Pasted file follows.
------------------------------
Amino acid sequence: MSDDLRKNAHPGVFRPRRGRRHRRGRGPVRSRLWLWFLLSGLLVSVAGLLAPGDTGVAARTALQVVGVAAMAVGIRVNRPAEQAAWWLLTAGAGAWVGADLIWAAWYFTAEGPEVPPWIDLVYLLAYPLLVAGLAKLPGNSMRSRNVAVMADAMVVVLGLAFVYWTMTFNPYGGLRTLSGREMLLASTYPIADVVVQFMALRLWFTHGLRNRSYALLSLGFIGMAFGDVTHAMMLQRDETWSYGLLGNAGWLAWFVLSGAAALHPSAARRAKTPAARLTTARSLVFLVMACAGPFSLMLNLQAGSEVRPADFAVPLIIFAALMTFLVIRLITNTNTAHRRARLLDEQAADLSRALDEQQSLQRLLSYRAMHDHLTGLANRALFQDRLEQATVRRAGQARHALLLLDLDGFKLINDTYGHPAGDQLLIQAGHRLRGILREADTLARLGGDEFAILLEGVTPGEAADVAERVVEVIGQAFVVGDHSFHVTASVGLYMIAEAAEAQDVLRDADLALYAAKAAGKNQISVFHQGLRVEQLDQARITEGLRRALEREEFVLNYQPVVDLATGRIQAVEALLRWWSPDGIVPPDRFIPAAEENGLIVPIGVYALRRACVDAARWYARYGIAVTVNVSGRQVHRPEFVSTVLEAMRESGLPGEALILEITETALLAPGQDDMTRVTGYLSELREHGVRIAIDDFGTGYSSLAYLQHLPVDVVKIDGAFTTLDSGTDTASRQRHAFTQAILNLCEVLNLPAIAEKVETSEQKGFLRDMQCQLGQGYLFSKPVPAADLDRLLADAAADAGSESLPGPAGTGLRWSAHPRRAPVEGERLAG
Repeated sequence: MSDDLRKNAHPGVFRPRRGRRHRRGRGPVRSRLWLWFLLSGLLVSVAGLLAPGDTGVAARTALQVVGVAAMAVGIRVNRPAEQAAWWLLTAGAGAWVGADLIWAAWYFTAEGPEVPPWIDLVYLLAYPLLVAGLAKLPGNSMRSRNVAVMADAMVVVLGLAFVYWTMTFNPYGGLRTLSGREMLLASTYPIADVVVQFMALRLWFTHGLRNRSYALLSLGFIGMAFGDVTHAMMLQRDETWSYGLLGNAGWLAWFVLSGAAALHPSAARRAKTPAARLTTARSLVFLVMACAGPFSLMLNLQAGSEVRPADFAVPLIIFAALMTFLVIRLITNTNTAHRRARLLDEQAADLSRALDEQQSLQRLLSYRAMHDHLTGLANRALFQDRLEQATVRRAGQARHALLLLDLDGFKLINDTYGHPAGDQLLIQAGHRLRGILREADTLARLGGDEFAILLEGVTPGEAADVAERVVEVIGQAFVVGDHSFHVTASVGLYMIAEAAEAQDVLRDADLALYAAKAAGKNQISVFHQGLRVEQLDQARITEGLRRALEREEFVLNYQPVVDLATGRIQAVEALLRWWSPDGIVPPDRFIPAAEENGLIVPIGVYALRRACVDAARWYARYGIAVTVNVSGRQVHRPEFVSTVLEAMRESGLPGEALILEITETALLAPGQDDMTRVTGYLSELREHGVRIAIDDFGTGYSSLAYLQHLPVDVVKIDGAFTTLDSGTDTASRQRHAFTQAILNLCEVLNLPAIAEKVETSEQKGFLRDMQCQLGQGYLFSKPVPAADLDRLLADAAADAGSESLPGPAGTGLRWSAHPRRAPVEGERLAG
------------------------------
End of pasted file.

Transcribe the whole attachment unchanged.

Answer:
Amino acid sequence: MSDDLRKNAHPGVFRPRRGRRHRRGRGPVRSRLWLWFLLSGLLVSVAGLLAPGDTGVAARTALQVVGVAAMAVGIRVNRPAEQAAWWLLTAGAGAWVGADLIWAAWYFTAEGPEVPPWIDLVYLLAYPLLVAGLAKLPGNSMRSRNVAVMADAMVVVLGLAFVYWTMTFNPYGGLRTLSGREMLLASTYPIADVVVQFMALRLWFTHGLRNRSYALLSLGFIGMAFGDVTHAMMLQRDETWSYGLLGNAGWLAWFVLSGAAALHPSAARRAKTPAARLTTARSLVFLVMACAGPFSLMLNLQAGSEVRPADFAVPLIIFAALMTFLVIRLITNTNTAHRRARLLDEQAADLSRALDEQQSLQRLLSYRAMHDHLTGLANRALFQDRLEQATVRRAGQARHALLLLDLDGFKLINDTYGHPAGDQLLIQAGHRLRGILREADTLARLGGDEFAILLEGVTPGEAADVAERVVEVIGQAFVVGDHSFHVTASVGLYMIAEAAEAQDVLRDADLALYAAKAAGKNQISVFHQGLRVEQLDQARITEGLRRALEREEFVLNYQPVVDLATGRIQAVEALLRWWSPDGIVPPDRFIPAAEENGLIVPIGVYALRRACVDAARWYARYGIAVTVNVSGRQVHRPEFVSTVLEAMRESGLPGEALILEITETALLAPGQDDMTRVTGYLSELREHGVRIAIDDFGTGYSSLAYLQHLPVDVVKIDGAFTTLDSGTDTASRQRHAFTQAILNLCEVLNLPAIAEKVETSEQKGFLRDMQCQLGQGYLFSKPVPAADLDRLLADAAADAGSESLPGPAGTGLRWSAHPRRAPVEGERLAG
Repeated sequence: MSDDLRKNAHPGVFRPRRGRRHRRGRGPVRSRLWLWFLLSGLLVSVAGLLAPGDTGVAARTALQVVGVAAMAVGIRVNRPAEQAAWWLLTAGAGAWVGADLIWAAWYFTAEGPEVPPWIDLVYLLAYPLLVAGLAKLPGNSMRSRNVAVMADAMVVVLGLAFVYWTMTFNPYGGLRTLSGREMLLASTYPIADVVVQFMALRLWFTHGLRNRSYALLSLGFIGMAFGDVTHAMMLQRDETWSYGLLGNAGWLAWFVLSGAAALHPSAARRAKTPAARLTTARSLVFLVMACAGPFSLMLNLQAGSEVRPADFAVPLIIFAALMTFLVIRLITNTNTAHRRARLLDEQAADLSRALDEQQSLQRLLSYRAMHDHLTGLANRALFQDRLEQATVRRAGQARHALLLLDLDGFKLINDTYGHPAGDQLLIQAGHRLRGILREADTLARLGGDEFAILLEGVTPGEAADVAERVVEVIGQAFVVGDHSFHVTASVGLYMIAEAAEAQDVLRDADLALYAAKAAGKNQISVFHQGLRVEQLDQARITEGLRRALEREEFVLNYQPVVDLATGRIQAVEALLRWWSPDGIVPPDRFIPAAEENGLIVPIGVYALRRACVDAARWYARYGIAVTVNVSGRQVHRPEFVSTVLEAMRESGLPGEALILEITETALLAPGQDDMTRVTGYLSELREHGVRIAIDDFGTGYSSLAYLQHLPVDVVKIDGAFTTLDSGTDTASRQRHAFTQAILNLCEVLNLPAIAEKVETSEQKGFLRDMQCQLGQGYLFSKPVPAADLDRLLADAAADAGSESLPGPAGTGLRWSAHPRRAPVEGERLAG